2011 seemed like a year of relentless newsmaking, and, as it turns out, Canadians played a large part in it. Here's a look at how this country influenced world events.

Adbusters magazine

If the anti-corporate protests that have swept the world this fall can be traced to a single trigger, it would be a July 13 blog post by the Vancouver-based magazine Adbusters. The headline was a simple, Twitter-savvy directive: #OccupyWallStreet.

Inspired by the pro-democracy demonstrations in the Middle East and anti-austerity actions in Spain, Adbusters directed readers to flock to lower Manhattan on Sept. 17 to protest "the greatest corrupter of our democracy: Wall Street, the financial Gomorrah of America."

The prime target was the so-called 1 per cent, the wealthy minority perceived to be responsible for the global financial crisis. Representing the "99 per cent," the movement that began in New York’s Zuccotti Park quickly went viral and spread to more than 90 cities worldwide, from Kamloops to Kuala Lumpur.

Critics charged that the protesters’ message was too unfocused to matter, but the resulting media coverage and political hand-wringing made it clear that Occupy became a force to be reckoned with.

Mark Carney

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In 2011, Bank of Canada governor Mark Carney was named chairman of the Financial Stability Board. (Brendan Smialowski/AFP/Getty Images)

Bank of Canada governor Mark Carney has been a golden boy in banking circles since March 2008, when he made the bold move of drastically lowering interest rates. Why? He saw the financial crisis coming and did what he felt was necessary to shield Canadians from a global recession.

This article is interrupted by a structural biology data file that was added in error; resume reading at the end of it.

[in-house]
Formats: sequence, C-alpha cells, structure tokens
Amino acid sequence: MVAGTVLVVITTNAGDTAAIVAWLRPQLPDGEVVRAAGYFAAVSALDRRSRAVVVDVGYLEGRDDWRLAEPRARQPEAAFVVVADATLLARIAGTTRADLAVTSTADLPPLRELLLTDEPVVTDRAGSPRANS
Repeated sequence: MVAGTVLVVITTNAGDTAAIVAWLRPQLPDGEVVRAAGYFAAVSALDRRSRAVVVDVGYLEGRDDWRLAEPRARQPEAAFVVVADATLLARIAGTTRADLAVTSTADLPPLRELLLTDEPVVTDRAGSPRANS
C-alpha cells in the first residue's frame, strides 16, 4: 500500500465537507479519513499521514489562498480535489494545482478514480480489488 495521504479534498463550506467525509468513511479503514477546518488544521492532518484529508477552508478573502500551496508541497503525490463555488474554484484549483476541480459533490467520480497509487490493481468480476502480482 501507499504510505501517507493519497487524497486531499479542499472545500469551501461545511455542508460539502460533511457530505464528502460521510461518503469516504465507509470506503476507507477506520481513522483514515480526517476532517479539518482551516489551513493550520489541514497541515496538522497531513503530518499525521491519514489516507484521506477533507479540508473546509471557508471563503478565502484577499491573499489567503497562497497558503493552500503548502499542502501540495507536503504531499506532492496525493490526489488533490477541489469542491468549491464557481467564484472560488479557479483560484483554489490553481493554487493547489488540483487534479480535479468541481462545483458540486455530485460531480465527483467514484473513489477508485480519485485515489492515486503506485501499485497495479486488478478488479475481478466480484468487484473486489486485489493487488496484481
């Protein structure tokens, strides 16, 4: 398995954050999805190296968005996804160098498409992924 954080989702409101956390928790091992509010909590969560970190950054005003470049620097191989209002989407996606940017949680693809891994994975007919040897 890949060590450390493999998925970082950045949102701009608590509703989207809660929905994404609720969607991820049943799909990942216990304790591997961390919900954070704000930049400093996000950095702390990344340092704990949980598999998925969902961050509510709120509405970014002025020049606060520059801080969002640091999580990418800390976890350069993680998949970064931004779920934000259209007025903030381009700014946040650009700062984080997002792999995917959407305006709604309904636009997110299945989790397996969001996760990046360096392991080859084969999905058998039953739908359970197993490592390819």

Since then, he’s been universally lauded for his stewardship of the Canadian economy. In November, Carney was named chairman of the Financial Stability Board, the Swiss-based international regulatory body. The position is only a part-time job, but all the same, it prompted Maclean’s magazine to call Carney "The Canadian Hired to Save the World."

Canada’s role in Libya

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Lt.-Gen. Charles Bouchard, the Canadian who led the NATO mission in Libya, demonstrates some tactical details to Canadian Prime Minister Stephen Harper. (Sean Kilpatrick/CP)

When pro-democracy protests emerged in Libya in February, Col. Moammar Gadhafi responded with a campaign of brutal suppression. Under the auspices of NATO, countries such as the U.S., France, Britain and Canada intervened, first to establish an arms embargo and a no-fly zone to deter the Libyan government from bombing its own citizens, and later to execute air strikes on positions held by Gadhafi loyalists.

Commanded by Canadian Lt.-Gen. Charles Bouchard, Operation Unified Protector is seen as having prevented the slaughter of anti-Gadhafi forces and the partitioning of the country, as well as having been crucial to the overthrow of Gadhafi.

While it was not without casualties, the mission has been lauded for meeting its aims in a limited timeframe (March to October). It also reflected Canada’s heightened presence in world conflicts — not only was a Canadian at the helm, but Canadian planes flew more than 1,000 sorties.

The Vancouver riots photo